Caves and Little Bent-Wing Bats

This is another flashback post, back to April of 2007. We used to live at a place called ‘The Caves’, about 20km or so North of Rockhampton. We were renting a shed on a 53 acre block on the other side of Limestone Ridge, one of the more cave saturated(?) areas in Queensland. The area is home to Capricorn Caverns, a popular private tourist cave complex first established in the 1800s, as well as the old Cammoo Caves tourist site that was passed on to national Parks to become a part of the Limestone Ridge/Mt Etna National Park.  Being the adventurous types that we were, my partner, and usually a few of the kidlets, would go exploring the ridge and associated caves. Many of the caves are named or tagged. Some even have information signs inside the caverns. While others remain hidden and unexplored. The area has a long history of industry such as guano mining and eventually limestone mining for the cement industry. A long battle was fought to protect these caves from mining, as they support 80% of Australias breeding population of Little bent-wing bats (Miniopterus australis). Protests to protect the caves were often fraught with danger, as the mining company laid explosives in some of the more critical breeding caves, and protesters hid in others. I’ll leave some links to more on the history of Mt Etna and the protests at the end of this post.

Of all the caves on Limestone Ridge, one cave is a standout in terms of the destruction we humans can cause, and the resilience of the Little bent-wing bat. Aptly named ‘Flogged Horse’, this cave has been mined for guano, blasted, concreted, modified and otherwise vandalised since the late 1800s. Now protected by National Parks, the cave has once again returned to its original purpose; to harbour the bats.
The Little Bent-Wing Bat weighs about 7 grams when fully grown.

I would like to note that we did not deliberately disturb these bats. My first contact with the colony was through a crawl space. Unfortunately, at the end of the crawl space was a perfect roosting site for a few thousand Little Bent-wing bats. The bats decided that they didn’t like my invasion of their space and made it known. The result was the main cavern of Flogged Horse becoming a house full. I am hoping someone who has studied these bats more than I can tell me what the little Orange parasites are that were on these Miniopterus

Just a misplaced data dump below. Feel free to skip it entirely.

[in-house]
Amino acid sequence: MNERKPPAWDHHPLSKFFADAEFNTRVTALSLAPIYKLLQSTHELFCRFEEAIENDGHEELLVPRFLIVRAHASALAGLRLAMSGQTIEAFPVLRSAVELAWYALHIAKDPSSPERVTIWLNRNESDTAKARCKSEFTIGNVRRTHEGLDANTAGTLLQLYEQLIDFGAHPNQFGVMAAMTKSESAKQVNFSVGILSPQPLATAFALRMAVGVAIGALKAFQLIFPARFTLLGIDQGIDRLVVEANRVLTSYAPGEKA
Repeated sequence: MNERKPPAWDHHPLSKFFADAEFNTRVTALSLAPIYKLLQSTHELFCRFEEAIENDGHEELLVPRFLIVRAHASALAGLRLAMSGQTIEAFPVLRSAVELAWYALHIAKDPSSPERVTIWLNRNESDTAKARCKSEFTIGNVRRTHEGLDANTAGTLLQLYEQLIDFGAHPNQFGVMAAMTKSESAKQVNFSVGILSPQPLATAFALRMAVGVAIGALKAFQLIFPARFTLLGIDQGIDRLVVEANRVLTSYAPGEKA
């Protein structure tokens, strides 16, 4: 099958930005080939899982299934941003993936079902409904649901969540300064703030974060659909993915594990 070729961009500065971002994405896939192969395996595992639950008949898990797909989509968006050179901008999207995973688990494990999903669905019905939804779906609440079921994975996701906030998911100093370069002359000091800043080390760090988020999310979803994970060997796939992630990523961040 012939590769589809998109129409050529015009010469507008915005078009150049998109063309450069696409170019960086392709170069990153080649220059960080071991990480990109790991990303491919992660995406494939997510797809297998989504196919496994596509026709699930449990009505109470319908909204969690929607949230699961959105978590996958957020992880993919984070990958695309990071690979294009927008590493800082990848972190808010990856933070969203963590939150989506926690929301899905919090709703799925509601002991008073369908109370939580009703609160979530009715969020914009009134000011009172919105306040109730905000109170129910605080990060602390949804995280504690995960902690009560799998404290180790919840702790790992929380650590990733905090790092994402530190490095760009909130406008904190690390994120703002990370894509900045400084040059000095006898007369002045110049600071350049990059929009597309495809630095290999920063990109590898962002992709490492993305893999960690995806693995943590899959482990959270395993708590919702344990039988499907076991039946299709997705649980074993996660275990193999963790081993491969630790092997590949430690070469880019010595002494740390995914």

The entrance to Flogged Horse was via a steep set of stone steps and a slowly rotting wooden staircase. Another entrance was constructed, but failed early due to instability.
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A by-gone attempt to make a new entrance to Flogged Horse

A by-gone attempt to make a new entrance to Flogged Horse

The cave has been used for years as a tourist venture, but was abandoned when handed to National Parks. Due to the difficulties in effectively closing the entrance, the cave has been visited by many tourists and spelunkers since its closure. Some pointless vandalism has occurred, with people taking stalactites and straws as souveniers. Yet artifacts such as hundred year old candles, wedged into weathered crevices in the rock remain untouched. In some of these photos you can also see power cables draping from the roof of the cave.

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Bats. Thousands of them
KONICA MINOLTA DIGITAL CAMERA Cave06 KONICA MINOLTA DIGITAL CAMERA KONICA MINOLTA DIGITAL CAMERA KONICA MINOLTA DIGITAL CAMERA KONICA MINOLTA DIGITAL CAMERA KONICA MINOLTA DIGITAL CAMERA KONICA MINOLTA DIGITAL CAMERA KONICA MINOLTA DIGITAL CAMERA KONICA MINOLTA DIGITAL CAMERA KONICA MINOLTA DIGITAL CAMERA KONICA MINOLTA DIGITAL CAMERAKONICA MINOLTA DIGITAL CAMERAIf anyone knows what the parasites are, please comment.

Capricorn Caves
Mt Etna Caves National Park
Conserving Mt Etna (ABC)

 

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